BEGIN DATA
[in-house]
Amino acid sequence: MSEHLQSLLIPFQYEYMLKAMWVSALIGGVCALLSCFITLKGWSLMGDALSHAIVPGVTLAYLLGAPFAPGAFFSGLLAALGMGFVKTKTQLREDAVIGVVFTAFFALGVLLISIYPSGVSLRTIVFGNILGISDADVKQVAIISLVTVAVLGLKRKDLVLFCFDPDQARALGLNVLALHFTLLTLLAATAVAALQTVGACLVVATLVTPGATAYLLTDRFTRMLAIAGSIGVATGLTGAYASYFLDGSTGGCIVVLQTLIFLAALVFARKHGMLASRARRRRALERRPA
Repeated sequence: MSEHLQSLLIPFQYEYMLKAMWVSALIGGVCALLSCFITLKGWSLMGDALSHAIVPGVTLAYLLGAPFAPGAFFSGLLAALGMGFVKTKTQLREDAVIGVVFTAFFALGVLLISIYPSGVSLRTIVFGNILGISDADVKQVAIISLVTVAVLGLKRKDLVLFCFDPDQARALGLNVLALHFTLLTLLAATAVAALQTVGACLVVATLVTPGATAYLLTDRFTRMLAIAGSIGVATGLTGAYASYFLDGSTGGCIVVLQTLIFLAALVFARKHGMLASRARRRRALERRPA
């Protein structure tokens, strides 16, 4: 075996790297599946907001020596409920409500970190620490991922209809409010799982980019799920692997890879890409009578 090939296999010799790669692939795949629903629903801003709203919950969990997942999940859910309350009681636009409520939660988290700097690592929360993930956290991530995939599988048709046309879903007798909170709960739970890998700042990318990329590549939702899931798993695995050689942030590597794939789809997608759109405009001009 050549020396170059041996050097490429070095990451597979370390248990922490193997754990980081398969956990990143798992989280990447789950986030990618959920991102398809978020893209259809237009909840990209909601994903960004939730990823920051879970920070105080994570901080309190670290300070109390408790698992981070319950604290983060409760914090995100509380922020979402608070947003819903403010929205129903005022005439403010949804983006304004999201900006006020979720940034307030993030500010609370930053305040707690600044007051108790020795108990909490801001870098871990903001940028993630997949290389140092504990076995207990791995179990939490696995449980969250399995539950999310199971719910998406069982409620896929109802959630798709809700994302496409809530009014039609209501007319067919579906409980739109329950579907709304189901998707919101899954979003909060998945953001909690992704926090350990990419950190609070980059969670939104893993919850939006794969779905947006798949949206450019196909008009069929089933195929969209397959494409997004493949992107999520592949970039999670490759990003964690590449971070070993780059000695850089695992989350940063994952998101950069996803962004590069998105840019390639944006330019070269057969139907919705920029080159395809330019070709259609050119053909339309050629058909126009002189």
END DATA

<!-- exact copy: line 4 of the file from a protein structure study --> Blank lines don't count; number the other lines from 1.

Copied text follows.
């Protein structure tokens, strides 16, 4: 075996790297599946907001020596409920409500970190620490991922209809409010799982980019799920692997890879890409009578 090939296999010799790669692939795949629903629903801003709203919950969990997942999940859910309350009681636009409520939660988290700097690592929360993930956290991530995939599988048709046309879903007798909170709960739970890998700042990318990329590549939702899931798993695995050689942030590597794939789809997608759109405009001009 050549020396170059041996050097490429070095990451597979370390248990922490193997754990980081398969956990990143798992989280990447789950986030990618959920991102398809978020893209259809237009909840990209909601994903960004939730990823920051879970920070105080994570901080309190670290300070109390408790698992981070319950604290983060409760914090995100509380922020979402608070947003819903403010929205129903005022005439403010949804983006304004999201900006006020979720940034307030993030500010609370930053305040707690600044007051108790020795108990909490801001870098871990903001940028993630997949290389140092504990076995207990791995179990939490696995449980969250399995539950999310199971719910998406069982409620896929109802959630798709809700994302496409809530009014039609209501007319067919579906409980739109329950579907709304189901998707919101899954979003909060998945953001909690992704926090350990990419950190609070980059969670939104893993919850939006794969779905947006798949949206450019196909008009069929089933195929969209397959494409997004493949992107999520592949970039999670490759990003964690590449971070070993780059000695850089695992989350940063994952998101950069996803962004590069998105840019390639944006330019070269057969139907919705920029080159395809330019070709259609050119053909339309050629058909126009002189």